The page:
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Colonial Settlement, 1600s-1763
Evolution of the Virginia Colony, 1610-1630
Sir Thomas Dale Encourages Individual Enterprise in Virginia, 1614

The following excerpt from John Smith's Generall Historie of Virginia is his summary of Ralph Hamor's True Discourse of the Present Estate of Virginia . . . till the 18 of June 1614. How does Hamor view Sir Thomas Dale's allotment of three acres to "every man" in the colony? What does Hamor see as the benefit of this reform?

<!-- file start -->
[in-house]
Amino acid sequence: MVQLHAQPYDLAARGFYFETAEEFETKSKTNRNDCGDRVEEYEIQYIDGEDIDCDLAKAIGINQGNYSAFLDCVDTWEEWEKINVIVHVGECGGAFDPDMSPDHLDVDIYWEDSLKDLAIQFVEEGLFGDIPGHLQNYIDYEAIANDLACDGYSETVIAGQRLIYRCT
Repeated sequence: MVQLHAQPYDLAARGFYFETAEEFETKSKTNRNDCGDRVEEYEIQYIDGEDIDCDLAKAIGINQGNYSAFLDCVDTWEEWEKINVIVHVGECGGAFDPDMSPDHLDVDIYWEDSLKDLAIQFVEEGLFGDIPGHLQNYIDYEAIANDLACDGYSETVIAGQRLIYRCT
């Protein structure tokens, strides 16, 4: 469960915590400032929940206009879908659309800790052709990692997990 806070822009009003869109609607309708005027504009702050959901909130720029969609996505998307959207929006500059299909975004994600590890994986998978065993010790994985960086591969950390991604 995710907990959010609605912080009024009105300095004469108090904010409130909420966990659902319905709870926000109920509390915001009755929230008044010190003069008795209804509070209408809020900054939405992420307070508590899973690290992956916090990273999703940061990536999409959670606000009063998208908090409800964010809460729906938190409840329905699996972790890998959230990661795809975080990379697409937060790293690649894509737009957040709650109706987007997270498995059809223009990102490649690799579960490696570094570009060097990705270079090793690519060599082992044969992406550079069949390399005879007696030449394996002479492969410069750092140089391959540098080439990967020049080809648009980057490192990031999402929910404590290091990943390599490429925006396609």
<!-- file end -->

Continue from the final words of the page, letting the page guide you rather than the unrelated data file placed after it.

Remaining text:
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When our people were fed out of the common store, and laboured jointly together, glad was he could slip from his labour, or slumber over his taske he cared not how, nay, the most honest among them would hardly take so much true paines in a weeke, as now for themselves they will doe in a day, neither cared they for the increase, presuming that howsoever the harvest prospered, the generall store must maintaine them, so that wee reaped not so much Corne from the labours of thirtie as now three or foure doe provide for themselves. To prevent which, Sir Thomas Dale hath allotted every man three Acres of cleare ground, in the nature of Farmes, except the Bermudas, who are exempted, but for one moneths service in the yeere, which must neither bee in seed-time, nor harvest; for which doing, no other dutie they pay yeerely to the store, but two barrels and a halfe of Corne (from all those Farmers, whereof the first was William Spence, an honest, valiant, and an industrious man, and hath continued from 1607. to this present) from those is expected such a contribution to the store, as wee shall neither want for our selves, nor to entertaine our supplies; for the rest, they are to worke eleven moneths for the store, and hath one moneth onely allowed them to get provision to keepe them for twelve, except two bushels of Corne they have out of the store; if those can live so, why should any feare starving, and it were much better to denie them passage, that would not ere they come, bee content to ingage themselves to those conditions: for onely from the slothfull and idle drones, and none else, hath sprung the manifold imputations, Virginia innocently hath undergone; and therefore I would deter such from comming here, that cannot well brooke labour, except they will undergoe much punishment and penurie, if they escape the skurvie: but for the industrious, there is reward sufficient, and if any thinke there is nothing but bread, I referre you to his relations that discovered the Countrie first.

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